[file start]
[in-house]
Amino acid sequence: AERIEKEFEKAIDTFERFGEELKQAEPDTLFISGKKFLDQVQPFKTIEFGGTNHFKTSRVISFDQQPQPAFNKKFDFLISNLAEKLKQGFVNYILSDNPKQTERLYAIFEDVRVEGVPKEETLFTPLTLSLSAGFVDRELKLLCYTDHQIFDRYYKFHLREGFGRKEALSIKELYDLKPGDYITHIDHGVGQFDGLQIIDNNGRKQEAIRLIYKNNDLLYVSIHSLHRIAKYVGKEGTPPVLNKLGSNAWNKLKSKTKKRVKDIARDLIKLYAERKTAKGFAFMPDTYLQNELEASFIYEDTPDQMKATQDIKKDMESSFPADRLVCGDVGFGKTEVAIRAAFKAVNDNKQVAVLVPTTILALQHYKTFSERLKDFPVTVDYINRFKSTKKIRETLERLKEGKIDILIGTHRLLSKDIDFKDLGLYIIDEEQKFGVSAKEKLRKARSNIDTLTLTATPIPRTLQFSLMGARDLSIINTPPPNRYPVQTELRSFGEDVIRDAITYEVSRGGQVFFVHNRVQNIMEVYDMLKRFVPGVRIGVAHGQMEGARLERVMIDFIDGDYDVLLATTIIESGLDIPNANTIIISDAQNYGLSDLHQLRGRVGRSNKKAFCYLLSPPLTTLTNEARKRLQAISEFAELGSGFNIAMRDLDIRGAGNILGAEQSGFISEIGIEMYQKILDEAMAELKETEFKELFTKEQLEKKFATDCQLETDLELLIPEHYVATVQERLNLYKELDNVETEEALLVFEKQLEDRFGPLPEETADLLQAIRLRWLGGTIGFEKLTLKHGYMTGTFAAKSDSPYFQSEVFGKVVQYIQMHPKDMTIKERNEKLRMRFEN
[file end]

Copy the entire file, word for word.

[in-house]
Amino acid sequence: AERIEKEFEKAIDTFERFGEELKQAEPDTLFISGKKFLDQVQPFKTIEFGGTNHFKTSRVISFDQQPQPAFNKKFDFLISNLAEKLKQGFVNYILSDNPKQTERLYAIFEDVRVEGVPKEETLFTPLTLSLSAGFVDRELKLLCYTDHQIFDRYYKFHLREGFGRKEALSIKELYDLKPGDYITHIDHGVGQFDGLQIIDNNGRKQEAIRLIYKNNDLLYVSIHSLHRIAKYVGKEGTPPVLNKLGSNAWNKLKSKTKKRVKDIARDLIKLYAERKTAKGFAFMPDTYLQNELEASFIYEDTPDQMKATQDIKKDMESSFPADRLVCGDVGFGKTEVAIRAAFKAVNDNKQVAVLVPTTILALQHYKTFSERLKDFPVTVDYINRFKSTKKIRETLERLKEGKIDILIGTHRLLSKDIDFKDLGLYIIDEEQKFGVSAKEKLRKARSNIDTLTLTATPIPRTLQFSLMGARDLSIINTPPPNRYPVQTELRSFGEDVIRDAITYEVSRGGQVFFVHNRVQNIMEVYDMLKRFVPGVRIGVAHGQMEGARLERVMIDFIDGDYDVLLATTIIESGLDIPNANTIIISDAQNYGLSDLHQLRGRVGRSNKKAFCYLLSPPLTTLTNEARKRLQAISEFAELGSGFNIAMRDLDIRGAGNILGAEQSGFISEIGIEMYQKILDEAMAELKETEFKELFTKEQLEKKFATDCQLETDLELLIPEHYVATVQERLNLYKELDNVETEEALLVFEKQLEDRFGPLPEETADLLQAIRLRWLGGTIGFEKLTLKHGYMTGTFAAKSDSPYFQSEVFGKVVQYIQMHPKDMTIKERNEKLRMRFEN